3 April 2020
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Can Frydenberg spend Arnie-style?

Peter Switzer
4 March 2020

After the RBA cut the cash rate of interest by a quarter percent to the record low of half-a-percent, the Bank of Canada played follow Australia by doing the same. The Reserve Bank of NZ meets 25 March, with money markets having a cut at 150%, while the Bank of England meets on 26 March and the chance of a cut is 125%.

Using racehorse parlance, these rate cuts are odds-on or Winx odds!

But the real doozy of a cut came from the place where everything is bigger — the USA — where the Federal Reserve cut official interest rates by 0.5%. This was an emergency cut and there has only been seven of these since 1998, with the dotcom crash, 7/11 and the GFC being memorable times when the US central bank didn’t wait for its official meeting to cut rates.

And while this was a big alpha play, Wall Street didn’t go positive!

So what’s the deal? Our stock market rose 0.69% (or 44 points) on the S&P/ASX 200 on our rate cut — but before the cut we were up 133 points. For normal people, the question has to be: why was the reaction so mute here and even negative in the US?

The answer is interest rates don’t cure the infections and deaths from the Coronavirus and what we have here is the great unknown of how badly the virus will cripple Europe and the USA, and in turn the global economy.

Central banks are being proactive to try and help their economies with stimulus before the virus attacks confidence, demand and even supply of the critical goods that businesses sell all around the world.

JB Hi-Fi will be short of TVs, retailers will be running down their supplies of T-shirts from China and they might then have to cope with less customers as people, avoid the crowds in shopping centres.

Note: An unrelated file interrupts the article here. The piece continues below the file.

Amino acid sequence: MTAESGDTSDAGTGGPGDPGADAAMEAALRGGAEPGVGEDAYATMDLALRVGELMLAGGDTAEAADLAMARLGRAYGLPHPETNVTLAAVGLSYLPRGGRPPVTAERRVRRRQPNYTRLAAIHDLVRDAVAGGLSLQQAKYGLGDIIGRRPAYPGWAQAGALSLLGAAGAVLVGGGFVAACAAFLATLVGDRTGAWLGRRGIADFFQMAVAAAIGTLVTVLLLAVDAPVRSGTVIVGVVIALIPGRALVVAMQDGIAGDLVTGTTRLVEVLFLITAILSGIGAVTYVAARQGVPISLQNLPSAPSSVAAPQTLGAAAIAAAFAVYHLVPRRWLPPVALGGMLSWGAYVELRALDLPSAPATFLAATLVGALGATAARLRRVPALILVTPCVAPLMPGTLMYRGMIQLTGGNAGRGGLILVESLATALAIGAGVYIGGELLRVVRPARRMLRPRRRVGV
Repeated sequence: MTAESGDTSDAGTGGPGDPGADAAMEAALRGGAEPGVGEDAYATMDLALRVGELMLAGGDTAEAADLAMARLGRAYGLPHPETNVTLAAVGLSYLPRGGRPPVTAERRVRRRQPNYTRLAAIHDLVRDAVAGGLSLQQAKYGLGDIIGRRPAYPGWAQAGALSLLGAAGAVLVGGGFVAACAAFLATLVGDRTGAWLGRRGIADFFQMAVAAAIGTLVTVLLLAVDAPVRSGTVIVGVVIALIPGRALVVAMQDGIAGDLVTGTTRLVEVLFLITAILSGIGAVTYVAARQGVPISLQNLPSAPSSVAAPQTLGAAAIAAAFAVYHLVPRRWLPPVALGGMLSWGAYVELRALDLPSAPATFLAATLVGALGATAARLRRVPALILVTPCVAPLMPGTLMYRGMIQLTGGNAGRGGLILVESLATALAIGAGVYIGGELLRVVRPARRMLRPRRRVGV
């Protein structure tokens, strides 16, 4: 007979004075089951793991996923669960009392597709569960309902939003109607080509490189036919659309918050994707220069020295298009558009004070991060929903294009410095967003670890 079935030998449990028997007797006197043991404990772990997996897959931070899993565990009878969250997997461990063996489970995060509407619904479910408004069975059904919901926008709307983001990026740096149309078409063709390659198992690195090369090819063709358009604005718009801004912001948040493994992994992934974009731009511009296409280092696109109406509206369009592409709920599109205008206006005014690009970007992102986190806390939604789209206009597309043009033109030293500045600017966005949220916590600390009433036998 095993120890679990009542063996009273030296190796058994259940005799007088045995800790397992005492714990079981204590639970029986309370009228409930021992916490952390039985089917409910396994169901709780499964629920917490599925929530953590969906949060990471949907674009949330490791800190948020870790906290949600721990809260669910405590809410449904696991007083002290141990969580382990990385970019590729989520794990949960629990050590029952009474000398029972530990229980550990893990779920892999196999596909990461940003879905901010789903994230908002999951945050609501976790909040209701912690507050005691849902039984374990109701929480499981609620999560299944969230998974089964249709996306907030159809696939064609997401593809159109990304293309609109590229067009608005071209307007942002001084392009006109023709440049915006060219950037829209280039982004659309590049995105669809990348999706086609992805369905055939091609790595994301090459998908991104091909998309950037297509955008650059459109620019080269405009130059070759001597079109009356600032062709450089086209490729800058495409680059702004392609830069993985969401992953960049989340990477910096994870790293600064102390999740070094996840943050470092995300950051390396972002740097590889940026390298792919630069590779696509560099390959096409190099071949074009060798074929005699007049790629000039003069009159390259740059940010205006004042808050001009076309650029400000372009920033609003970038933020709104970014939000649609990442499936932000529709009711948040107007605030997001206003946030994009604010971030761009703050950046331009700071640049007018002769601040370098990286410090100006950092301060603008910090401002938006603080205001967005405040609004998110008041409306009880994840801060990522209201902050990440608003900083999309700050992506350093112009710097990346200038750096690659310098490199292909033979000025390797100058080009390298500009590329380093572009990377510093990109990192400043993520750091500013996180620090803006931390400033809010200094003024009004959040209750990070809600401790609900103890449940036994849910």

We are living in crazy times where we’re being told to avoid shaking hands and I nearly created an international incident when I plonked a “how ya going?” kiss on a female friend at our Small and Micro Cap conference in Sydney yesterday.

And it wasn’t controversial for politically incorrect reasons, but because it was a viral threat correctness mistake. Homer Switzer has done it again: “Doh!”

This little real life story partly explains why rate cuts won’t have a hugely positive impact on the stock market. The rate reductions will take some of the excessively negative speculation out of the stock market we saw last week, but rate cuts don’t stop the virus in its tracks.

That’s what the stock market really wants to see and that’s when it will roar back. These rate cuts tell the smarties, who calculate company accounting numbers, to work out whether they should buy or sell stocks, that future economic growth will be helped by these rate cuts, but they won’t restore the growth rates and company profits that were expected before we heard that despised word — Coronavirus!

The rate cut led to a 700-point spike in the Dow Jones Index, but eventually profit-takers sold off shares and the gain turned into a loss.

The Index ended down 785 points or 2.94% because

The uncertainty of just how bad this Coronavirus will be for the global economy is more worrying than the positivity generated by the Fed’s and other central banks’ rate cuts.

And think about this: the very magnitude of the cut would create concerns in its own right. That said, I believe it’s not time to be pussyfooted. It’s why I said on Sky News this morning with Laura Jayes and Peter Stefanovic that the Morrison Government’s recently announced stimulus package doesn’t need to be “measured”.

The message from Canberra to the press is that the package will be “targeted” and that’s wise. It will be “scalable” and that’s 100% sensible because we don’t know how bad this virus will be for the economy. However, the promise is that it will be “measured” and that’s DUMB!

As I said yesterday, the Treasurer, Josh Frydenberg, needs to channel Arnold Schwarzenegger and come to the economy with a budget bazooka to exterminate the economic effects of the virus. He needs to be our Terminator, or else we could end up with a Raw Deal for the economy. The Collateral Damage of Josh being a virtual Kindergarten Cop and taking on this virus with a pop gun could be bad when the next election comes along.

That’s a Total Recall situation that would be bad for re-election hopes. If Josh fails in his Arnie test, he might never be able to say “I’ll be back.”

Watch the latest episode of Switzer TV: Investing for more on this topic.

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